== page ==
A Within-Person Analysis of the Association between Borderline Personality Disorder and Alcohol Use in Adolescents

Sophie A. Lazarus, Jordan Beardslee, Sarah L. Pedersen, Stephanie D. Stepp

Research output: Contribution to journalArticle

4 Citations (Scopus)

Abstract

Many studies examining the association between borderline personality disorder (BPD) and alcohol use during adolescence have focused on between-individual differences (rank order stability), comparing whether adolescents with elevated rates of alcohol use have higher BPD symptoms than those with lower rates of alcohol use. As such, the extent to which an individual’s alcohol use is associated with concurrent and future BPD symptoms has been relatively unstudied. The current study assessed year-to-year fluctuations in alcohol use and BPD symptoms in a large urban sample of girls from age 14 to age 17 (N = 2450). The primary aim was to examine whether increases in alcohol use were associated with increases in adolescent girls’ BPD symptoms in the same year and in the following year. Results of fixed-effects (within-individual) models revealed that even while controlling for the time-varying impact of symptoms of both internalizing and externalizing disorders, prior and concurrent other substance use, and all time invariant, pre-existing differences between individuals, higher past-year alcohol use was associated with higher levels of BPD symptoms. Furthermore, this association did not vary by age, or by sociodemographic factors, including child race and socioeconomic status of the family. The results of this study indicate heightened risk for the exacerbation of BPD symptoms following increases in alcohol use frequency and highlight the potential utility of interventions targeting drinking behavior for preventing escalations in BPD symptoms.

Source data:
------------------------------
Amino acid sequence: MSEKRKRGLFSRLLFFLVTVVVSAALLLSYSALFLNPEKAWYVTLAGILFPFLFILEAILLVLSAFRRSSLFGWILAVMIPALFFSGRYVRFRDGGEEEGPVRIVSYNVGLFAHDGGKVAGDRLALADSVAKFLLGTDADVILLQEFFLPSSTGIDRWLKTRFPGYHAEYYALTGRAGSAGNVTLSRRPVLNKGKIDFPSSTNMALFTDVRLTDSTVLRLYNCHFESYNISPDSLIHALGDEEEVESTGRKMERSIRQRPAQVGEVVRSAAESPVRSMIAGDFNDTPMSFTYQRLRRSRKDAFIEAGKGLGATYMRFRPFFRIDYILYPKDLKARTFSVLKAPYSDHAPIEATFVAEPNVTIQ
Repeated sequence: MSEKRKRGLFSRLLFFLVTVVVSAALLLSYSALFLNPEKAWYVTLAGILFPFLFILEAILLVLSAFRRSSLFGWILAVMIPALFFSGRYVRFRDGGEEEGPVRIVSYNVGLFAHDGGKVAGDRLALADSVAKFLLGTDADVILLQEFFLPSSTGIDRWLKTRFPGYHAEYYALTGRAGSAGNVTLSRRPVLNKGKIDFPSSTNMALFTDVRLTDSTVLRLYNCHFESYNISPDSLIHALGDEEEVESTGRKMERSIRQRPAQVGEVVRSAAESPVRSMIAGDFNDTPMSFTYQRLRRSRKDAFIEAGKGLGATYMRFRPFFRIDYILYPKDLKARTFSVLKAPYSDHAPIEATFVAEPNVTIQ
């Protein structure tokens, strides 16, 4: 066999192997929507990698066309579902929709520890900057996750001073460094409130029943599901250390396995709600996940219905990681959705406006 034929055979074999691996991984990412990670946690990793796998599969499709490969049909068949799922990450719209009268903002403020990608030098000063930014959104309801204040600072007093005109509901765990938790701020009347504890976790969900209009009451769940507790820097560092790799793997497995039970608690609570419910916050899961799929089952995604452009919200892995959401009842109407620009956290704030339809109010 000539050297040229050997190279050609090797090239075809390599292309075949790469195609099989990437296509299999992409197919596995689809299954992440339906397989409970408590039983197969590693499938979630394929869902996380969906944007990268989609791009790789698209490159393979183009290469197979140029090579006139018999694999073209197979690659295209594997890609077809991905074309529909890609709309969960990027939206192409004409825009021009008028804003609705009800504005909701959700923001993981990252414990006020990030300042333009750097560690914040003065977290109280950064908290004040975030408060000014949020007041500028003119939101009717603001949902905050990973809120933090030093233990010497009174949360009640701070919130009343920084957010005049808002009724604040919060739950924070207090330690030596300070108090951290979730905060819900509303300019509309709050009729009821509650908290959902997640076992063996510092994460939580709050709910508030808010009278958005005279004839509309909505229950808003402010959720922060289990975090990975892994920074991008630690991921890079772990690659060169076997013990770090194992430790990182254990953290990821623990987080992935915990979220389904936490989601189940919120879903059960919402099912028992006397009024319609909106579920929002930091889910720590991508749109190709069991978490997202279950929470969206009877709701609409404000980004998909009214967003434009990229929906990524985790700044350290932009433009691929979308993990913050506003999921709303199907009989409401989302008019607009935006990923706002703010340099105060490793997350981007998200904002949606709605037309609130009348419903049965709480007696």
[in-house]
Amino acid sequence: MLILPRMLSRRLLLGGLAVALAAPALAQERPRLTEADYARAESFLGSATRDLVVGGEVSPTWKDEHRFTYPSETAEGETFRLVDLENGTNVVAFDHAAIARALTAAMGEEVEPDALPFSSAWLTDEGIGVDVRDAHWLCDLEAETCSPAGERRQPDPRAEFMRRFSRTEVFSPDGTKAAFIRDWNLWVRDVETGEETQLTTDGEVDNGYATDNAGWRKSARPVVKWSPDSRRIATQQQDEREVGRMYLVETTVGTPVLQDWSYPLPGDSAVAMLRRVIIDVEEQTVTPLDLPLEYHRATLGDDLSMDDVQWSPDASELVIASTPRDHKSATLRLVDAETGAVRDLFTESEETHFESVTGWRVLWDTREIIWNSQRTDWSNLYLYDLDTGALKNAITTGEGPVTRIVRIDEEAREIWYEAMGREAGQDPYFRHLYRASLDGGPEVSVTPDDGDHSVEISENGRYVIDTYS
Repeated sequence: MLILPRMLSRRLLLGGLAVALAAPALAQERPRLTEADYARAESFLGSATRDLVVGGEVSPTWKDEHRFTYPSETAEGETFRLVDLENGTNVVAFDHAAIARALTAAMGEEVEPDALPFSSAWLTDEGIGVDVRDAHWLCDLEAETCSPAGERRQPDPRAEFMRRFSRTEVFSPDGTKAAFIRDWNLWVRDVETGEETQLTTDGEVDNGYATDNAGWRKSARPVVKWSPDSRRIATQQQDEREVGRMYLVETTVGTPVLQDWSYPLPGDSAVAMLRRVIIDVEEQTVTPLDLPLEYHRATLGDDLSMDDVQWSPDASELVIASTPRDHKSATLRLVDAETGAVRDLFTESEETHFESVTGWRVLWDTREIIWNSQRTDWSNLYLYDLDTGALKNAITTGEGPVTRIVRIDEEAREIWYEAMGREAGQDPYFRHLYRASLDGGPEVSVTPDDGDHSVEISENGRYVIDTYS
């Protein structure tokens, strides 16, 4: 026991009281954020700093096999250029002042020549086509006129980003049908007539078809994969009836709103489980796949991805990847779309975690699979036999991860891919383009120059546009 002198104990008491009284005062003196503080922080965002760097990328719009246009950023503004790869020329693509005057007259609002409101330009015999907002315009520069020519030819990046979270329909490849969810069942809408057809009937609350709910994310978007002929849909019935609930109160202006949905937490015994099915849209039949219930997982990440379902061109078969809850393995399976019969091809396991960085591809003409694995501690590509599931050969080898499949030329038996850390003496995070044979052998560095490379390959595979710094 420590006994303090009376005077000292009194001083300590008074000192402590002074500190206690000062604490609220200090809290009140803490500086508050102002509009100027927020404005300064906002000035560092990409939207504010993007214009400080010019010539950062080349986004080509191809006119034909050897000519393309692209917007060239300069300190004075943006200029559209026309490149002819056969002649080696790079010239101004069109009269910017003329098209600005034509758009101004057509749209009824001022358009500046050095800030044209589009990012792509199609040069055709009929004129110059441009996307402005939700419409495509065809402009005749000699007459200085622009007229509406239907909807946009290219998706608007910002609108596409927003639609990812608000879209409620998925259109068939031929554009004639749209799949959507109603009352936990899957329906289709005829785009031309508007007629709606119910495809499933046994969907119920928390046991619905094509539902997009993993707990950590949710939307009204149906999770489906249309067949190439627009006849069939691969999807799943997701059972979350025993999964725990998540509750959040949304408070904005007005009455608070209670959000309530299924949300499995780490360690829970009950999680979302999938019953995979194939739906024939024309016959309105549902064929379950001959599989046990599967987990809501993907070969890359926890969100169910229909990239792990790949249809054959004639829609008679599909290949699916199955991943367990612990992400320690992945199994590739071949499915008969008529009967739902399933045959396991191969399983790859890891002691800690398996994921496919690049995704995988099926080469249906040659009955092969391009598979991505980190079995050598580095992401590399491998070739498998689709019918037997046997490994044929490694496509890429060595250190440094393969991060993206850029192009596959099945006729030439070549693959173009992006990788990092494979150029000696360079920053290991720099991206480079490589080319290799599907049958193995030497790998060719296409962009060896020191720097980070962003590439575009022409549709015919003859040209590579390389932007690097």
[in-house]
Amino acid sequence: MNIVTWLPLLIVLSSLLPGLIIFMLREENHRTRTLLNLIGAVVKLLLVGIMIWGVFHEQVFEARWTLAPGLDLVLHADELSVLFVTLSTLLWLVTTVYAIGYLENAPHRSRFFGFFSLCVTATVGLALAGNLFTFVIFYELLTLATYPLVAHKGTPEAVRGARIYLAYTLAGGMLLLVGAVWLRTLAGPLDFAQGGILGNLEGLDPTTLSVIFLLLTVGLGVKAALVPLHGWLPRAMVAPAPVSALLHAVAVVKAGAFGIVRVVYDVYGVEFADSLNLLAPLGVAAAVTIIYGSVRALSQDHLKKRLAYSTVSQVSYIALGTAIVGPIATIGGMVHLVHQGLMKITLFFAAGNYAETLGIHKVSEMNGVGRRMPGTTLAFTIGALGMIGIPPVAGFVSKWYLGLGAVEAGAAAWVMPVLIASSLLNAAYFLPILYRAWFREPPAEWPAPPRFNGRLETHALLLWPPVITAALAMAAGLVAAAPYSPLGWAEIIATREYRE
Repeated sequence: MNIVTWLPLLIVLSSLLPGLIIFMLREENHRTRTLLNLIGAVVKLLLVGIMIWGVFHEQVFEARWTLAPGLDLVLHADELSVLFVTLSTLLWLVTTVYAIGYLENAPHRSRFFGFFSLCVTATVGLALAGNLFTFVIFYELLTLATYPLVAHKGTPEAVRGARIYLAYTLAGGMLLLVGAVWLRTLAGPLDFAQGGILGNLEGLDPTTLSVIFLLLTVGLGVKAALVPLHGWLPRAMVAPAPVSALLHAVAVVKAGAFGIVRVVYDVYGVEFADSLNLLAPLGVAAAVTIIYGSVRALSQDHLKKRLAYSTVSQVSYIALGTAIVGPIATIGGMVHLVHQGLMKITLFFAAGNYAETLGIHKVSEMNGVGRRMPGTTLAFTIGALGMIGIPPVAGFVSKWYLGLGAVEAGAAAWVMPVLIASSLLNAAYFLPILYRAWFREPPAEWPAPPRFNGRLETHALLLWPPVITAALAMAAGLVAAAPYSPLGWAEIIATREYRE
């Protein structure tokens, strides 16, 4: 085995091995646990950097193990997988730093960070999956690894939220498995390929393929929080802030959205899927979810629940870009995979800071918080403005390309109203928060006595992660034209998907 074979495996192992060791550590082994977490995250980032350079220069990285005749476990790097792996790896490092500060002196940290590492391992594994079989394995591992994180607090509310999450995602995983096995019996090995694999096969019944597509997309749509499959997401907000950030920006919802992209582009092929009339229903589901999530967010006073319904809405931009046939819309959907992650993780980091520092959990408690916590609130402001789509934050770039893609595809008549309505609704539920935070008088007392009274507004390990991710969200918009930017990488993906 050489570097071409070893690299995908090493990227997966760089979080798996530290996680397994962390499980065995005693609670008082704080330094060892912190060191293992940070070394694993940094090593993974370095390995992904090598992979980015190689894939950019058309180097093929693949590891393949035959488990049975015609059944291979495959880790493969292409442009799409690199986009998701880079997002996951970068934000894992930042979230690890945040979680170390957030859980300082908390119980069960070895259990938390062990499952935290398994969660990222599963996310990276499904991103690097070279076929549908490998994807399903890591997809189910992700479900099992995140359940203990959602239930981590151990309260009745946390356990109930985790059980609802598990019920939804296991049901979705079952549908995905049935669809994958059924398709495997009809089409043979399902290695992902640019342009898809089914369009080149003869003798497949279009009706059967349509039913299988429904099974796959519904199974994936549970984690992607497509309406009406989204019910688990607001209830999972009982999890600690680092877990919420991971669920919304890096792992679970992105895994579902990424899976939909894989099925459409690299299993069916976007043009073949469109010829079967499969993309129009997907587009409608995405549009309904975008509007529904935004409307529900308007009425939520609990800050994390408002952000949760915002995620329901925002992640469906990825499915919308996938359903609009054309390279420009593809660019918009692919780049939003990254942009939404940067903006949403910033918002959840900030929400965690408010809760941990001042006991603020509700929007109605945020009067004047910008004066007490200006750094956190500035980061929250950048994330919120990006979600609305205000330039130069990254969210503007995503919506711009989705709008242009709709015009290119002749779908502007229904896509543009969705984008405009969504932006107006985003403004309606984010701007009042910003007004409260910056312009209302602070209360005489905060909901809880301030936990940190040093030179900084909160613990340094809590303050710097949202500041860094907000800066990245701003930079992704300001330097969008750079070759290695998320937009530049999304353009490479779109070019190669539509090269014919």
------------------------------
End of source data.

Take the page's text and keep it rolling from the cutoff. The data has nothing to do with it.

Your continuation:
Original languageEnglish (US)
Pages (from-to)1157-1167
Number of pages11
JournalJournal of Abnormal Child Psychology
Volume45
Issue number6
DOIs
StatePublished - Aug 1 2017
Externally publishedYes

Fingerprint

Borderline Personality Disorder
Alcohols
Individuality
Drinking Behavior
Underage Drinking
Social Class

Keywords

  • Adolescence
  • Alcohol use
  • Borderline personality disorder

ASJC Scopus subject areas

  • Developmental and Educational Psychology
  • Psychiatry and Mental health

Cite this

A Within-Person Analysis of the Association between Borderline Personality Disorder and Alcohol Use in Adolescents. / Lazarus, Sophie A.; Beardslee, Jordan; Pedersen, Sarah L.; Stepp, Stephanie D.

In: Journal of Abnormal Child Psychology, Vol. 45, No. 6, 01.08.2017, p. 1157-1167.

Research output: Contribution to journalArticle

@article{646e3258ea564edda78594abe1b4c3ac,
title = "A Within-Person Analysis of the Association between Borderline Personality Disorder and Alcohol Use in Adolescents",
abstract = "Many studies examining the association between borderline personality disorder (BPD) and alcohol use during adolescence have focused on between-individual differences (rank order stability), comparing whether adolescents with elevated rates of alcohol use have higher BPD symptoms than those with lower rates of alcohol use. As such, the extent to which an individual’s alcohol use is associated with concurrent and future BPD symptoms has been relatively unstudied. The current study assessed year-to-year fluctuations in alcohol use and BPD symptoms in a large urban sample of girls from age 14 to age 17 (N = 2450). The primary aim was to examine whether increases in alcohol use were associated with increases in adolescent girls’ BPD symptoms in the same year and in the following year. Results of fixed-effects (within-individual) models revealed that even while controlling for the time-varying impact of symptoms of both internalizing and externalizing disorders, prior and concurrent other substance use, and all time invariant, pre-existing differences between individuals, higher past-year alcohol use was associated with higher levels of BPD symptoms. Furthermore, this association did not vary by age, or by sociodemographic factors, including child race and socioeconomic status of the family. The results of this study indicate heightened risk for the exacerbation of BPD symptoms following increases in alcohol use frequency and highlight the potential utility of interventions targeting drinking behavior for preventing escalations in BPD symptoms.",